Indeed, he was a .268 hitter in his three years with the K.C. A's, with a mere nine homers in his 209 games.

As manager, though, he became known for clearing the fences in terms of victories.

George Brett was there when Herzog took over the Royals from Jack McKeon midway through the 1975 season. It was apparent right away that Herzog was a man of decision.

"I can only tell you what he told me," Brett said. "He says, 'I've seen you play. You're playing third and batting third every day as long as I'm manager.' "

That was a huge boost for Brett, then in his second full season with the Royals.

"That made me feel like if I went 0-for-4, I didn't have to worry about being in the lineup the next day or didn't have to feel I'd be hitting eighth or ninth. Just go out there and relax and play."

Brett took off toward a Hall of Fame career under Herzog.

"We got along great," Brett said. "I think I was his kind of player because Whitey played the game the same way I did -- if I hit a ground ball, I ran it out; if I hit a ball in the gap, I'd try for two. Sometimes if I hit it right at an outfielder, I'd try for two if the situation called for it. He made it where you wanted to give him a hundred per cent."

This week, Brett had planned on taking his wife, Leslie, on a cruise to Sweden and Norway. But when Herzog was named to the Hall, those plans were changed. Instead, the Bretts and John and Nancy Wathan are joining their old manager at Cooperstown.

Wathan, a third-string catcher for Herzog in 1976, felt the Herzog touch in a crucial game on Sept. 29 that year at Oakland. Herzog had to bring left-hander Larry Gura out of the bullpen to make a spot start.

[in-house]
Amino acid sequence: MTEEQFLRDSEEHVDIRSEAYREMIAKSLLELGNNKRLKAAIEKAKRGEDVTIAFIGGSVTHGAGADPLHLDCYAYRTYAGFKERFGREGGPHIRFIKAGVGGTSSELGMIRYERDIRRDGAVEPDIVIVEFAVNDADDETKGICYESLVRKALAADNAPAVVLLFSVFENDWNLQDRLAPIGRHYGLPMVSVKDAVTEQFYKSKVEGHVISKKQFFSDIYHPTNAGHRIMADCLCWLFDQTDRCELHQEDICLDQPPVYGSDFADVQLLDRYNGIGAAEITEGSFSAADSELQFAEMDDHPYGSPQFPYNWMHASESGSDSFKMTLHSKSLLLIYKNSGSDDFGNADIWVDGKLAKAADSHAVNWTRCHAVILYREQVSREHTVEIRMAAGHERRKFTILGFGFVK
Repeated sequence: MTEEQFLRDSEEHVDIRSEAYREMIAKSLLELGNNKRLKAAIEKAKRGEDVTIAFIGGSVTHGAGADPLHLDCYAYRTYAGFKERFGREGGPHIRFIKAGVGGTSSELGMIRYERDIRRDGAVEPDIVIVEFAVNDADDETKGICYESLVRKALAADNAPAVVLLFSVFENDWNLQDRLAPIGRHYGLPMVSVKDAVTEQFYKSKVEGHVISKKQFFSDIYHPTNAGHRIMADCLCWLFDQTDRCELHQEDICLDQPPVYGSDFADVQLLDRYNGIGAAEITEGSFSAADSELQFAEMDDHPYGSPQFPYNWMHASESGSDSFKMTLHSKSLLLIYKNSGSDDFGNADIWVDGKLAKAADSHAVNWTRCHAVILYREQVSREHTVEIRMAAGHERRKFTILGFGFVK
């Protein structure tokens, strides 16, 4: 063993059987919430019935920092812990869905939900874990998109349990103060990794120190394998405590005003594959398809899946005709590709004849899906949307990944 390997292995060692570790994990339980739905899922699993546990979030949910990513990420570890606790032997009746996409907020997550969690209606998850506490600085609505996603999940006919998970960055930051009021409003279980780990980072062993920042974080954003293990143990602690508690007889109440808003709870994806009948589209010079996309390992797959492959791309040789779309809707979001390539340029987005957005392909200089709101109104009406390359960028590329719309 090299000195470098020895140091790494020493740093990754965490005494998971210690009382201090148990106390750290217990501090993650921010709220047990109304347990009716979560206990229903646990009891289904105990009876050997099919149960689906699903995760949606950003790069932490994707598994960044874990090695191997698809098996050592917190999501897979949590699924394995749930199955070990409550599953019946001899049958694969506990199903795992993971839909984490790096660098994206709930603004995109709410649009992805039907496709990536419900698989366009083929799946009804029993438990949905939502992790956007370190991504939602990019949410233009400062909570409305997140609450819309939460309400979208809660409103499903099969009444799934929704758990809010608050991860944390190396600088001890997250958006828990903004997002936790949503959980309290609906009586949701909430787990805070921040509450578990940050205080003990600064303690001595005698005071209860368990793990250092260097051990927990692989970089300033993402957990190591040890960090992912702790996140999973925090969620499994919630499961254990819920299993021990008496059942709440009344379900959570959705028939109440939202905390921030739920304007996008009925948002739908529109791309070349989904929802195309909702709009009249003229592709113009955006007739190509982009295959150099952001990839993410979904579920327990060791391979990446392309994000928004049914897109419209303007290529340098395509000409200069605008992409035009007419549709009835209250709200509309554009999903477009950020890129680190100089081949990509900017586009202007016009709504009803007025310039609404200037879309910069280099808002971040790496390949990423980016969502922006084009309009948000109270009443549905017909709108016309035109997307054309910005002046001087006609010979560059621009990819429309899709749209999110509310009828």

"He asked Larry who he wanted to catch and [Gura] said me," Wathan said. "A lot of managers would've said, 'Naw, we've got Buck Martinez and Bob Stinson, who are veteran guys.' But he let me catch. The funny part was that Gura, being from Joliet (Ill.), his parents were listening to the White Sox game and Harry Caray said, 'Whitey Herzog's lost his mind. Gura's pitching and Wathan's catching.' They heard that on the air and it turned out to be one of the biggest games of my career."

That's because Wathan caught Gura's four-hit shutout over the second-place A's, and the 4-0 victory clinched at least a tie for the division title for the Royals.

Wathan learned a lot from Herzog and eventually became manager of the Royals himself.

"He was tough if he had to be," Wathan said. "He could be fire-and-brimstone many a time, but he was very kind and caring about the players."

The Royals hired Herzog instead of, among others, Tommy Lasorda. Herzog gave Kansas City its first three division titles but lost all three AL Championship Series to the Yankees.

"I got in there at a very good time with a very good team and they changed my whole career around," Herzog said after being elected to the Hall. "I really had a great team and we played the Yankees tough."

Dick Kaegel is a reporter for MLB.com. This story was not subject to the approval of Major League Baseball or its clubs.